This July marks the 73rd anniversary of the creation of the first true modern Special Forces unit, the First Special Service Force (FSSF). Canadian and United States SF units trace their lineage back to this historic Canadian/American joint unit, specifically the U.S. Army Special Forces and the Canadian Special Operations Regiment. The iconic red arrowhead with USA and Canada written across it has become a great source of pride and kinship for operators in North America.

The idea of the FSSF was thought up by British scientist Geoffrey Pyke, and was very well received by Prime Minister Churchill. It was to be a specialized unit of elite soldiers trained in winter and unconventional warfare, striking enemy locations in Northern Europe, behind enemy lines, with speed and precision—and then disappearing as quickly as they arrived. The idea of such an elite covert unit became very appealing to the U.S. Army as well, and within weeks of the idea being pitched, a half-Canadian, half-American FSSF was created.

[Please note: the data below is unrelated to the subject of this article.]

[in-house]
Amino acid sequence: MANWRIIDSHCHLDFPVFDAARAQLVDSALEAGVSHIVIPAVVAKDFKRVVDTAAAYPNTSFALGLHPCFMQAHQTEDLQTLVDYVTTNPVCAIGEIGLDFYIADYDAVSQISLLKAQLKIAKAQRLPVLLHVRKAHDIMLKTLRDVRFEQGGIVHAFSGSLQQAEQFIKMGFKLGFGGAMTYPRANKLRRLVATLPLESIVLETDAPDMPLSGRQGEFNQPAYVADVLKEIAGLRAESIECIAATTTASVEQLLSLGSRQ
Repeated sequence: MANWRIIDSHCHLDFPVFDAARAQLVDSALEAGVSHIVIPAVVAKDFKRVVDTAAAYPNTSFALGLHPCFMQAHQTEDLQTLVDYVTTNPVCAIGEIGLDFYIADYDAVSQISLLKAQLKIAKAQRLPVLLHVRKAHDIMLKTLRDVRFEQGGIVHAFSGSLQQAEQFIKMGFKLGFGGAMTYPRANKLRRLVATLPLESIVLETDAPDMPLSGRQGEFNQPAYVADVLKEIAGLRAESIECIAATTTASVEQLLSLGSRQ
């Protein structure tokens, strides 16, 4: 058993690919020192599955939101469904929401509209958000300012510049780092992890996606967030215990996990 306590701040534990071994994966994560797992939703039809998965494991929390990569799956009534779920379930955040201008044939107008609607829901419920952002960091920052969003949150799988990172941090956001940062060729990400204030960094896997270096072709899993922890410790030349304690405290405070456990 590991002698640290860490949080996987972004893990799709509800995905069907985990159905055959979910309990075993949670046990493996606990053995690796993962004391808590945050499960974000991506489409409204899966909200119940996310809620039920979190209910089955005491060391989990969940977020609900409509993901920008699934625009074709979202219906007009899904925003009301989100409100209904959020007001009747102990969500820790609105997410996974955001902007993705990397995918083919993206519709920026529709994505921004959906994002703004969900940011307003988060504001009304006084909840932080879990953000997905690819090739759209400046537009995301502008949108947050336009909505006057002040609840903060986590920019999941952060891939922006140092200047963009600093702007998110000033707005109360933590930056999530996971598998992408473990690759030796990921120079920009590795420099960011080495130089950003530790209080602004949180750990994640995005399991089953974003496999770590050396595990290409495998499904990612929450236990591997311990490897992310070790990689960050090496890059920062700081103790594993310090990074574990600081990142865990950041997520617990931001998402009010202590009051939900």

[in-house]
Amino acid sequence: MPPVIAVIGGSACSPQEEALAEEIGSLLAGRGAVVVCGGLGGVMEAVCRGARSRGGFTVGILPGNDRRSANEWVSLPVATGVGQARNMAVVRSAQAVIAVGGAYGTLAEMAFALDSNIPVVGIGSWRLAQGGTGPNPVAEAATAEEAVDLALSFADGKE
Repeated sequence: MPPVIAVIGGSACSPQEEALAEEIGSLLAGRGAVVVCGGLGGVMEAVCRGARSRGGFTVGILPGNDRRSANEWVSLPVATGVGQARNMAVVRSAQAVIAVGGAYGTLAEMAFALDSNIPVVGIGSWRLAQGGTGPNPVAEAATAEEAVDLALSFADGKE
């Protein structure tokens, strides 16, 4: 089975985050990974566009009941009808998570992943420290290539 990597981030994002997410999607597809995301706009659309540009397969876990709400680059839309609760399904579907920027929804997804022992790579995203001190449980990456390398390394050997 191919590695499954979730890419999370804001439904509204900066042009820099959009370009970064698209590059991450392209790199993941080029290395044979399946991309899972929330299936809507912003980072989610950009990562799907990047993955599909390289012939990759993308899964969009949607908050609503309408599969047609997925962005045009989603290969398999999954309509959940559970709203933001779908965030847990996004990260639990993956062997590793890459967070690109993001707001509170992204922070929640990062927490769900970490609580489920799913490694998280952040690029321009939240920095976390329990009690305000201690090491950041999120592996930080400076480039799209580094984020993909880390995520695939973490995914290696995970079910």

The FSSF was commanded and entirely equipped by the U.S. Army, except for their “penguin” and “weasel” over-snow vehicles, which were developed in Canada. The FSSF CO was U.S. Army Lieutenant Colonel Robert T. Frederick, and in an attempt to balance the U.S./Canadian force, the XO was Canadian Lieutenant Colonel Don Williamson. The rest of the leadership was approximately half Canadian, half American, and the remaining ranks attempted to maintain a similar makeup.